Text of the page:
I make a "traditional" turducken every year for my family, with hearty sides of mac and cheese, turkey/duck gravy with mash potatoes, buttered mushrooms with chestnuts and raisins, long grain rice that's stuffed between teh duck and the chicken and a bunch of sauteed veggies. Since I LOOOOOVE butter and alot of the thanksgiving fare includes amples amount of fat and butter, I tend to stick to very crisp, clean wines, good tannins. Chards, pinots, sangioveses.
Tim Sylvester
Santa Monica, CA —  November 21, 2006 1:55pm ET
Harvey--No marshmellows on the yams, just a beautiful heritage turkey with classic sides for a party of 6 adults, 4 kids under the age of 4 and two Labs looking for scraps. Here's my lineup--Copain Rousanne 2004 James Berry VineyardsPride Mountain 2002 Sangiovese (500ml)Rostaing 2000 La LandonneHappy Thanksgiving! Tim
David A Zajac
November 21, 2006 2:24pm ET
Its funny, I do exactly as you suggest and open 3-4 bottles of different stuff, typically a riesling, zinfandel, pinot and syrah, probably will do the same again this year. The one thing I won't do is alter our traditional dinner to make it more wine friendly, I do that about 364 days per year, this is the one day the wine just needs to fit into the meal, not the other way around.
Jameson Fink
Seattle, WA —  November 22, 2006 2:29am ET
2005 La Luna Lambrusco. True Lambrusco, bone-dry. Even when you add the cranberry sauce, it does not yield.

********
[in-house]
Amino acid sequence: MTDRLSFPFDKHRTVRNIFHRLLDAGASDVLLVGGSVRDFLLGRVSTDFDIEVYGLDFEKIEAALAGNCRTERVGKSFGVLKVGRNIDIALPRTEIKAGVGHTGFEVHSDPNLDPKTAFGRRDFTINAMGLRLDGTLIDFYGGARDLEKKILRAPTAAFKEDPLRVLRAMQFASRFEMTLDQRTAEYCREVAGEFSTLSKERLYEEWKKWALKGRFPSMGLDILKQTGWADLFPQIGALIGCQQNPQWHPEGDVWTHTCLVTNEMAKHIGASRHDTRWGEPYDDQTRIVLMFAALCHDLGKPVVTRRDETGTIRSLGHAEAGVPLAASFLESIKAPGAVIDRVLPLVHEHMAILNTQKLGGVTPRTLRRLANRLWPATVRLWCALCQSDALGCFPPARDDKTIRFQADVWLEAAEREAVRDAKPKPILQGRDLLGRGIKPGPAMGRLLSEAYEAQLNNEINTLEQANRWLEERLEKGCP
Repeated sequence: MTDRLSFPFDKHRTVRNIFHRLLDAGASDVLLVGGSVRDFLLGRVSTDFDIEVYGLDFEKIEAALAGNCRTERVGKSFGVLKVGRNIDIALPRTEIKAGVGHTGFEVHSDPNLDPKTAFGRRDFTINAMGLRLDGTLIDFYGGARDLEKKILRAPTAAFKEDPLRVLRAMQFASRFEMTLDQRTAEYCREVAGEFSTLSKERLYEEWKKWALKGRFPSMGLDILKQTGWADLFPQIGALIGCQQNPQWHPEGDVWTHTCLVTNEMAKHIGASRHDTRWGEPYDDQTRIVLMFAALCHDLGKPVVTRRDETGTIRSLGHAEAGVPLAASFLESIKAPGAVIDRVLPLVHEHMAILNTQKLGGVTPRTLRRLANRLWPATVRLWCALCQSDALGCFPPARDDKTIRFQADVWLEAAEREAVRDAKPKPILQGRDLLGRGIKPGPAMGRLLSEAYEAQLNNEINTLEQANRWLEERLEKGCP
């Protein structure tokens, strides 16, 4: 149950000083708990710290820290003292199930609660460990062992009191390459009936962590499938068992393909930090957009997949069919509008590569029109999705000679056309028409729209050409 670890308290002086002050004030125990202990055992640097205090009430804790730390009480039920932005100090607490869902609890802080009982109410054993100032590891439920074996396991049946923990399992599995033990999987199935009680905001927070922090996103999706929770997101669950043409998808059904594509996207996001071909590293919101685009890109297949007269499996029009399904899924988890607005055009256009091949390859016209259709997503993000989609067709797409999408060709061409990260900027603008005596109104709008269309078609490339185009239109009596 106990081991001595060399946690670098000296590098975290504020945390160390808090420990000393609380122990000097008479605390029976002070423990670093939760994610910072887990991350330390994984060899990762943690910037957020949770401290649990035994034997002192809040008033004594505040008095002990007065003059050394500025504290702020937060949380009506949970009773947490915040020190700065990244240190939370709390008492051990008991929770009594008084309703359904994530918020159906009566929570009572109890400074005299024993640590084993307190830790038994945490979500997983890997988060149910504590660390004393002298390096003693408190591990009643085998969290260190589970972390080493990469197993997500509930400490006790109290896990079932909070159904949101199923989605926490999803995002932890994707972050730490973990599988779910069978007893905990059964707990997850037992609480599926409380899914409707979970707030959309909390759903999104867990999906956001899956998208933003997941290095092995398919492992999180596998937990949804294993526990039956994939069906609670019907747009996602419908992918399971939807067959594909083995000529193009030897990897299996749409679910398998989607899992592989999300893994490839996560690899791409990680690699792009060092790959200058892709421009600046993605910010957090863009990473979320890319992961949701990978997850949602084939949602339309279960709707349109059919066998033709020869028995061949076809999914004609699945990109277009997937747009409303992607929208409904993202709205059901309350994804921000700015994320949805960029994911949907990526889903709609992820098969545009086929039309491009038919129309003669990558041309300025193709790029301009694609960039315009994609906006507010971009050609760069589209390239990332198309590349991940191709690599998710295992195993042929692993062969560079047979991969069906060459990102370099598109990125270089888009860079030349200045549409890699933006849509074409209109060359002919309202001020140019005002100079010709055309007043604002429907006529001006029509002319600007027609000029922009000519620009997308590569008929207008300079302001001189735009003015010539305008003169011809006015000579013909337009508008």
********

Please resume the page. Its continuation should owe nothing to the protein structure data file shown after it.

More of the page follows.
Stephen Symchych
Boston, MA —  November 22, 2006 11:11am ET
The real problem isn't that it's a hard meal to complement. Rather, it's that there are a lot of nearly great matches, and only one day per year to try them out.This year, I think it will be a 2001 Riesling Spatlese from Prum. Or a 2003 Julienas. Or a 2002 Ygrec, or white Nuits-St-Georges. Home-grown reds if we went that way might be a Ken Wright Pinot or a Long Island Cab Franc. Last Christmas we were given a nice low-alcohol Prosecco and I'd bet that would be nice, too.Past winners have included some richer white Bordeaux (Fieuzal, Laville Haut-Brion), an ethereal Puligny Combettes, and various zins. There might have been a Meursault in there somewhere that stood up well in combat. Plenty of those wines didn't work with everything on the table, but this is not a meal to get neurotic about things like that.
Jeffrey Ghi
New York —  November 22, 2006 8:22pm ET
Jameson, can you give me a tasting note of the Lambrusco, it sounds like a perfect compliment to butter =) Thanks too for the suggestion! Never heard of a Lambrusco grape and always looking to broaden the palate.